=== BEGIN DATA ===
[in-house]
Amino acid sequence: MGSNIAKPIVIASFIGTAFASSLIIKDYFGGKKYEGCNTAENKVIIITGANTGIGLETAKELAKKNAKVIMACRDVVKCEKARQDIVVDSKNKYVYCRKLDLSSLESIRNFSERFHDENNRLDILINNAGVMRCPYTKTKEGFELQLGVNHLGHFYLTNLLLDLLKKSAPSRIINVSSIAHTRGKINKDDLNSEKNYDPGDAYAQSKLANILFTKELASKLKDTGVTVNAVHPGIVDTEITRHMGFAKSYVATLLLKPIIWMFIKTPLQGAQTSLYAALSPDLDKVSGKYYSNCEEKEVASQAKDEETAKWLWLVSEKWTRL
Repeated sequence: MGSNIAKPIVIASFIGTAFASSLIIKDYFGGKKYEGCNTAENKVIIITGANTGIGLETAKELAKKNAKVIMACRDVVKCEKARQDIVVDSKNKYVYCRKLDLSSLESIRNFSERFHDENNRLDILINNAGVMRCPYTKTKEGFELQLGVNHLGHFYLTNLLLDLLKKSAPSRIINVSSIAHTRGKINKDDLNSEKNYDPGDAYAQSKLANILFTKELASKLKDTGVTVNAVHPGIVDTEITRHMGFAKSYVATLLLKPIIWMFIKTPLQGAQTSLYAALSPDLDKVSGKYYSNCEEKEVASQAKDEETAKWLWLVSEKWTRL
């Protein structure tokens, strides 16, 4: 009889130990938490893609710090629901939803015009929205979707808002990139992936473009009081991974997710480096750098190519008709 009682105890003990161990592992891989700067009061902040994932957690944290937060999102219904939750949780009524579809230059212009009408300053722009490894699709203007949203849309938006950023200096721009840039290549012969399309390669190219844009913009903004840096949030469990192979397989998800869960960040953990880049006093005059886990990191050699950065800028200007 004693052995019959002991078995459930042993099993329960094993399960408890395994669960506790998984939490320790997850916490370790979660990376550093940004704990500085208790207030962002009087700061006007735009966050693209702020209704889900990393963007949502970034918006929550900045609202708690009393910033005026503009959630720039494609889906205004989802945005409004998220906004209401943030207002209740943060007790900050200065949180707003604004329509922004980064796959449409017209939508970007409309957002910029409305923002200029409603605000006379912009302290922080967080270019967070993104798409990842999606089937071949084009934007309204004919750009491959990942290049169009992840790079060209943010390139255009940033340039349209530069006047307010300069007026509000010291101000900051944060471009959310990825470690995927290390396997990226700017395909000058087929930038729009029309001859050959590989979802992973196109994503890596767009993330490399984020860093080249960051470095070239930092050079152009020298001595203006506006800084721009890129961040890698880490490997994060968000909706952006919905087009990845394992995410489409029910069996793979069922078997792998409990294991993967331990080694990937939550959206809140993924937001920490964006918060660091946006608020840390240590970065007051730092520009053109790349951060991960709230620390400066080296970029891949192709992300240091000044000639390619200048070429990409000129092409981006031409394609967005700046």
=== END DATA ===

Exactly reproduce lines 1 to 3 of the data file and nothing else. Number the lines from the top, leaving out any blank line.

[in-house]
Amino acid sequence: MGSNIAKPIVIASFIGTAFASSLIIKDYFGGKKYEGCNTAENKVIIITGANTGIGLETAKELAKKNAKVIMACRDVVKCEKARQDIVVDSKNKYVYCRKLDLSSLESIRNFSERFHDENNRLDILINNAGVMRCPYTKTKEGFELQLGVNHLGHFYLTNLLLDLLKKSAPSRIINVSSIAHTRGKINKDDLNSEKNYDPGDAYAQSKLANILFTKELASKLKDTGVTVNAVHPGIVDTEITRHMGFAKSYVATLLLKPIIWMFIKTPLQGAQTSLYAALSPDLDKVSGKYYSNCEEKEVASQAKDEETAKWLWLVSEKWTRL
Repeated sequence: MGSNIAKPIVIASFIGTAFASSLIIKDYFGGKKYEGCNTAENKVIIITGANTGIGLETAKELAKKNAKVIMACRDVVKCEKARQDIVVDSKNKYVYCRKLDLSSLESIRNFSERFHDENNRLDILINNAGVMRCPYTKTKEGFELQLGVNHLGHFYLTNLLLDLLKKSAPSRIINVSSIAHTRGKINKDDLNSEKNYDPGDAYAQSKLANILFTKELASKLKDTGVTVNAVHPGIVDTEITRHMGFAKSYVATLLLKPIIWMFIKTPLQGAQTSLYAALSPDLDKVSGKYYSNCEEKEVASQAKDEETAKWLWLVSEKWTRL